Shipments of Irish beef to the UK are back 4% on the September 2014 at 16,000t, a drop which AHDB contributes entirely as a result of lower imports of frozen boneless product.

According to AHDB, it is possible that the increased impetus in the US for this product in recent months may have contributed to the fall.

However, it states that overall volumes moving from Ireland to the US remain well below expectations.

The first plants were only approved in February and in reality only two were exporting up to June and the addition of two new plants in May and June increasing shipments has driven the trade up, according to AHDB.

Overall imports of beef into the UK were on a par with last year at 23,500t.

Shipments from the Netherlands to the UK amounted to 1,500t, up 6%, compared to September 2014 and from Poland volumes more than doubled, AHDB states.

The relationship between the euro and Sterling continues to play a role in the competitiveness of the UK market for other EU importers in particular and in the year to date imports are now up over 10% on the year, which AHDB entirely attributes to more product coming from other Member States.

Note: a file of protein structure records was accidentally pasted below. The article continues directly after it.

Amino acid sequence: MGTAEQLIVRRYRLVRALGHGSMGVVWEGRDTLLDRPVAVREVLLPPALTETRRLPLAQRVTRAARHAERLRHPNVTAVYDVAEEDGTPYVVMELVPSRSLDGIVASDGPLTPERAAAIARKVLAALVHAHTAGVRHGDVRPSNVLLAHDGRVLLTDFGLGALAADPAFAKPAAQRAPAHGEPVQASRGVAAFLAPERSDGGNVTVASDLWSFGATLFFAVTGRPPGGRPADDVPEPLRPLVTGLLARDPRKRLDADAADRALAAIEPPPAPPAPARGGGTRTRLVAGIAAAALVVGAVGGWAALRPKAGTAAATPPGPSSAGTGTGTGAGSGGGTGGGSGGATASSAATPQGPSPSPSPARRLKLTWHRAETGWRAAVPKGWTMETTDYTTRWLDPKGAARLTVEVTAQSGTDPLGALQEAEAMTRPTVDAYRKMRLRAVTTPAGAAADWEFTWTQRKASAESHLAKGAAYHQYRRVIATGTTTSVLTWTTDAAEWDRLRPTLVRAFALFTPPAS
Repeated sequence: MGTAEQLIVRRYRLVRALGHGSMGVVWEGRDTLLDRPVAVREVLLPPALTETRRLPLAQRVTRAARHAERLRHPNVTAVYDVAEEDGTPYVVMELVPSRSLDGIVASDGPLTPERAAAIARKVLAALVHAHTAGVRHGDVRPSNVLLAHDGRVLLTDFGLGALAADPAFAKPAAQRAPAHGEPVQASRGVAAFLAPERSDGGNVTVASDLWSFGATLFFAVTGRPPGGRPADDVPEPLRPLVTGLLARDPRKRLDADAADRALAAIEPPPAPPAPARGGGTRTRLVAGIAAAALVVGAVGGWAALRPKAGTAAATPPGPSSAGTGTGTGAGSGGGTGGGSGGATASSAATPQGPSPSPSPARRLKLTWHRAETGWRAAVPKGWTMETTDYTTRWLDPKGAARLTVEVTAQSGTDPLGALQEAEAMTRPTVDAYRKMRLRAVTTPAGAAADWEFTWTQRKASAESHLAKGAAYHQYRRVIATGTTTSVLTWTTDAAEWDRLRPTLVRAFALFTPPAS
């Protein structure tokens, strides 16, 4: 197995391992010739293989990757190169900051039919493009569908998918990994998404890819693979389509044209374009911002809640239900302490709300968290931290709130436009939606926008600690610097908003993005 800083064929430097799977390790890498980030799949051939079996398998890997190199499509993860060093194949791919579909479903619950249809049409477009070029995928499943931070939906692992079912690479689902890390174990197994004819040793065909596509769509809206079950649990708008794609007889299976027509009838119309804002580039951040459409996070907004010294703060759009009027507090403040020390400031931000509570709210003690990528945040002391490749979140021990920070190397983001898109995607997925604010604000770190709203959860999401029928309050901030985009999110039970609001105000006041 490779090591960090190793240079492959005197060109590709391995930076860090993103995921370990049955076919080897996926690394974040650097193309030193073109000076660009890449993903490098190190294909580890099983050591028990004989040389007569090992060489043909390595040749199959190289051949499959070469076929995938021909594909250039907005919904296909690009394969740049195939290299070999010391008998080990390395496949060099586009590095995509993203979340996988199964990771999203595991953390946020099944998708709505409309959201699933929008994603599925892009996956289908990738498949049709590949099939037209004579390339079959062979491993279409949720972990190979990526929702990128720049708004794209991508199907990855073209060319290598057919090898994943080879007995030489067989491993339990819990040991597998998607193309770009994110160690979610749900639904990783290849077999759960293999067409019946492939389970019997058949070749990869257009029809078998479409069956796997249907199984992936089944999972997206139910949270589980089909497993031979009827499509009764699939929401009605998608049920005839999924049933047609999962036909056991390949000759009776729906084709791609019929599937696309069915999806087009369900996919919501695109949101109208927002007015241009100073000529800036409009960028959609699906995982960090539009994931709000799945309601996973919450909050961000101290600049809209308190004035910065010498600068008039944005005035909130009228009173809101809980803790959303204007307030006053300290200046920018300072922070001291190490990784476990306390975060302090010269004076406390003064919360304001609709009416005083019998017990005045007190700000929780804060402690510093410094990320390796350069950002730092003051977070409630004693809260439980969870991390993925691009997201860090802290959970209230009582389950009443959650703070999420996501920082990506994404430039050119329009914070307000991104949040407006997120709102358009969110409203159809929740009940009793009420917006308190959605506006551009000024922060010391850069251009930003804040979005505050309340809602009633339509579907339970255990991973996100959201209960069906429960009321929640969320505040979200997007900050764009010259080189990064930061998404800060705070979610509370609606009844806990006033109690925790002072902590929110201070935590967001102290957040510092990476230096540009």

Again, according to AHDB, exports have proved to be a problem for the UK, with volumes continuing to be well behind last year’s levels.

However, despite the 22% year-on-year fall trade actually performed better than the previous month despite lower production in the UK, it states.

Lower shipments to other EU Member States was again the predominant reason for the fall in shipments, according to AHDB.

Germany was one of the very few markets to which exports increased, however, it states they still remain a small proportion of the UK export market.

In the year to date exports, according to AHDB, totalled 71,700t, 13% down on the year.

Please note, this piece was amended from the previous version to reflect an error in reporting.